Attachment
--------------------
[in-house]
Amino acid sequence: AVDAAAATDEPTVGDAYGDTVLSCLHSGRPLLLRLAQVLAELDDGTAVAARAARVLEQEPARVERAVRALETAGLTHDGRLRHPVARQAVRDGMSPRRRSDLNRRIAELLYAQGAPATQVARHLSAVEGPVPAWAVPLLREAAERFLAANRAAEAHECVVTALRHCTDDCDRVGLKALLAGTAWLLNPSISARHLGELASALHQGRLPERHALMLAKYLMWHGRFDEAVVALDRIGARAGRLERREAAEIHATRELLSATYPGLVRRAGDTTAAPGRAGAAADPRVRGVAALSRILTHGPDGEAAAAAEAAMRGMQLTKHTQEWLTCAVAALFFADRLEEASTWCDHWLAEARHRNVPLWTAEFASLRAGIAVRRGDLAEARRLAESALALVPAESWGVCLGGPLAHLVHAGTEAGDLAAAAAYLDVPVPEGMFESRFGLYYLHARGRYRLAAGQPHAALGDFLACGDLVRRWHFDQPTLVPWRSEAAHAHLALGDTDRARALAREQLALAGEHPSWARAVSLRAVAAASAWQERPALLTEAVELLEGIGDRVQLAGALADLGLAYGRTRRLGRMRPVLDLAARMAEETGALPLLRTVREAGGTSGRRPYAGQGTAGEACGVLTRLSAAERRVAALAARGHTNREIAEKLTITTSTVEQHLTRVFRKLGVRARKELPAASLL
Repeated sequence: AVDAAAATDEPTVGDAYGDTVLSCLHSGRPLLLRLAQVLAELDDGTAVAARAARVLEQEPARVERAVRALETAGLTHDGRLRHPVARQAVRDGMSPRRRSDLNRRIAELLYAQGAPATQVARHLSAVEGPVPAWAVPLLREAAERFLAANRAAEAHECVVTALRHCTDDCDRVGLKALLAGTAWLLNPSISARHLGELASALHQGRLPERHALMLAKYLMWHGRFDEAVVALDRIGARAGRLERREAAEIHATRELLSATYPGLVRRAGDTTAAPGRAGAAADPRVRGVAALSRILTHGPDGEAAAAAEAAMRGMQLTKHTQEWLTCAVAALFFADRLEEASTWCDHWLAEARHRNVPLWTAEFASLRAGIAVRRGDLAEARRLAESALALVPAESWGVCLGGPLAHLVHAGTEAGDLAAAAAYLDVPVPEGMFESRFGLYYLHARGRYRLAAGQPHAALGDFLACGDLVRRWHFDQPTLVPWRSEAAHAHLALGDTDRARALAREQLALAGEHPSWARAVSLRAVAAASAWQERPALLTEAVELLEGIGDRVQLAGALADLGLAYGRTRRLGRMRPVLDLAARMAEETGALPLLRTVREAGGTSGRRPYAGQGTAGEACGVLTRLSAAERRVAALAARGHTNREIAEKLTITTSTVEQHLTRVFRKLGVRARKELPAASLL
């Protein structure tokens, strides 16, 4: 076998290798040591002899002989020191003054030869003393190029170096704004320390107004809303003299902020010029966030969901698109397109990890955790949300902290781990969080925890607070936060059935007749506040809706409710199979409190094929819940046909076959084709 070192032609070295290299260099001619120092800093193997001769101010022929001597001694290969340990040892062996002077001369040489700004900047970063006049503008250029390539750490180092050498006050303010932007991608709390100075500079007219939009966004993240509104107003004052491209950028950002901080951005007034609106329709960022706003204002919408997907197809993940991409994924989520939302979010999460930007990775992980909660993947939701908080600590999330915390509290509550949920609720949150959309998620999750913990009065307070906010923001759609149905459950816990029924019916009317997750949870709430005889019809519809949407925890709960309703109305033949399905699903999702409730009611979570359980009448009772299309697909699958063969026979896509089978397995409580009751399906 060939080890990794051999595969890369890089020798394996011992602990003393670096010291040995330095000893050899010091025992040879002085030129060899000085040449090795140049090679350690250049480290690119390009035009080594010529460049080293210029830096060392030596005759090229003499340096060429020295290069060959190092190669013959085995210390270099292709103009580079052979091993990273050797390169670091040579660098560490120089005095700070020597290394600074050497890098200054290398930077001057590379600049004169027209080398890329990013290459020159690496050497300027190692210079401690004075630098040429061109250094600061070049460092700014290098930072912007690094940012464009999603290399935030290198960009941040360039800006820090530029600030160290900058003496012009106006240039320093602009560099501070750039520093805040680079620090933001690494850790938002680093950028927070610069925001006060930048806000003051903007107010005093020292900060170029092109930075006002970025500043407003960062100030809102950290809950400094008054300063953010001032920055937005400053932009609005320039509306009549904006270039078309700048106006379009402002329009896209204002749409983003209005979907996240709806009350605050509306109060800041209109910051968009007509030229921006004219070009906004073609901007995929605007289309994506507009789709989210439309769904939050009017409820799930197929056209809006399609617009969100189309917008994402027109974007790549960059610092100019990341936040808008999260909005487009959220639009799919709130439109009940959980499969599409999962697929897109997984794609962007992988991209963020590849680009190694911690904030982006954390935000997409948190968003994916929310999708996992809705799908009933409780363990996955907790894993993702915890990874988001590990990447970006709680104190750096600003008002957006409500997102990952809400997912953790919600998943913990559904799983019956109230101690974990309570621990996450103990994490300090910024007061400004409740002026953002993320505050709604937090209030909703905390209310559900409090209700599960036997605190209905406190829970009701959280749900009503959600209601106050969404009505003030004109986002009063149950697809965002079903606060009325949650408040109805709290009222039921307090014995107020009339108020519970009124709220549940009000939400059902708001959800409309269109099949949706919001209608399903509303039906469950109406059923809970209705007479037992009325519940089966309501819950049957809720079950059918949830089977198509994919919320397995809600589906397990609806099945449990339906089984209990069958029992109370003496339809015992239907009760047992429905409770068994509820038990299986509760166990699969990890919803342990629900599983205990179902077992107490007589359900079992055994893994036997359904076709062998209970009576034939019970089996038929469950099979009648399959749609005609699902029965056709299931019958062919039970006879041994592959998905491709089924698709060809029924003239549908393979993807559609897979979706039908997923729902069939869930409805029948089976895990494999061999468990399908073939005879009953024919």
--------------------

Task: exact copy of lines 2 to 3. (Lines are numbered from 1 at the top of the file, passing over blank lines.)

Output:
Amino acid sequence: AVDAAAATDEPTVGDAYGDTVLSCLHSGRPLLLRLAQVLAELDDGTAVAARAARVLEQEPARVERAVRALETAGLTHDGRLRHPVARQAVRDGMSPRRRSDLNRRIAELLYAQGAPATQVARHLSAVEGPVPAWAVPLLREAAERFLAANRAAEAHECVVTALRHCTDDCDRVGLKALLAGTAWLLNPSISARHLGELASALHQGRLPERHALMLAKYLMWHGRFDEAVVALDRIGARAGRLERREAAEIHATRELLSATYPGLVRRAGDTTAAPGRAGAAADPRVRGVAALSRILTHGPDGEAAAAAEAAMRGMQLTKHTQEWLTCAVAALFFADRLEEASTWCDHWLAEARHRNVPLWTAEFASLRAGIAVRRGDLAEARRLAESALALVPAESWGVCLGGPLAHLVHAGTEAGDLAAAAAYLDVPVPEGMFESRFGLYYLHARGRYRLAAGQPHAALGDFLACGDLVRRWHFDQPTLVPWRSEAAHAHLALGDTDRARALAREQLALAGEHPSWARAVSLRAVAAASAWQERPALLTEAVELLEGIGDRVQLAGALADLGLAYGRTRRLGRMRPVLDLAARMAEETGALPLLRTVREAGGTSGRRPYAGQGTAGEACGVLTRLSAAERRVAALAARGHTNREIAEKLTITTSTVEQHLTRVFRKLGVRARKELPAASLL
Repeated sequence: AVDAAAATDEPTVGDAYGDTVLSCLHSGRPLLLRLAQVLAELDDGTAVAARAARVLEQEPARVERAVRALETAGLTHDGRLRHPVARQAVRDGMSPRRRSDLNRRIAELLYAQGAPATQVARHLSAVEGPVPAWAVPLLREAAERFLAANRAAEAHECVVTALRHCTDDCDRVGLKALLAGTAWLLNPSISARHLGELASALHQGRLPERHALMLAKYLMWHGRFDEAVVALDRIGARAGRLERREAAEIHATRELLSATYPGLVRRAGDTTAAPGRAGAAADPRVRGVAALSRILTHGPDGEAAAAAEAAMRGMQLTKHTQEWLTCAVAALFFADRLEEASTWCDHWLAEARHRNVPLWTAEFASLRAGIAVRRGDLAEARRLAESALALVPAESWGVCLGGPLAHLVHAGTEAGDLAAAAAYLDVPVPEGMFESRFGLYYLHARGRYRLAAGQPHAALGDFLACGDLVRRWHFDQPTLVPWRSEAAHAHLALGDTDRARALAREQLALAGEHPSWARAVSLRAVAAASAWQERPALLTEAVELLEGIGDRVQLAGALADLGLAYGRTRRLGRMRPVLDLAARMAEETGALPLLRTVREAGGTSGRRPYAGQGTAGEACGVLTRLSAAERRVAALAARGHTNREIAEKLTITTSTVEQHLTRVFRKLGVRARKELPAASLL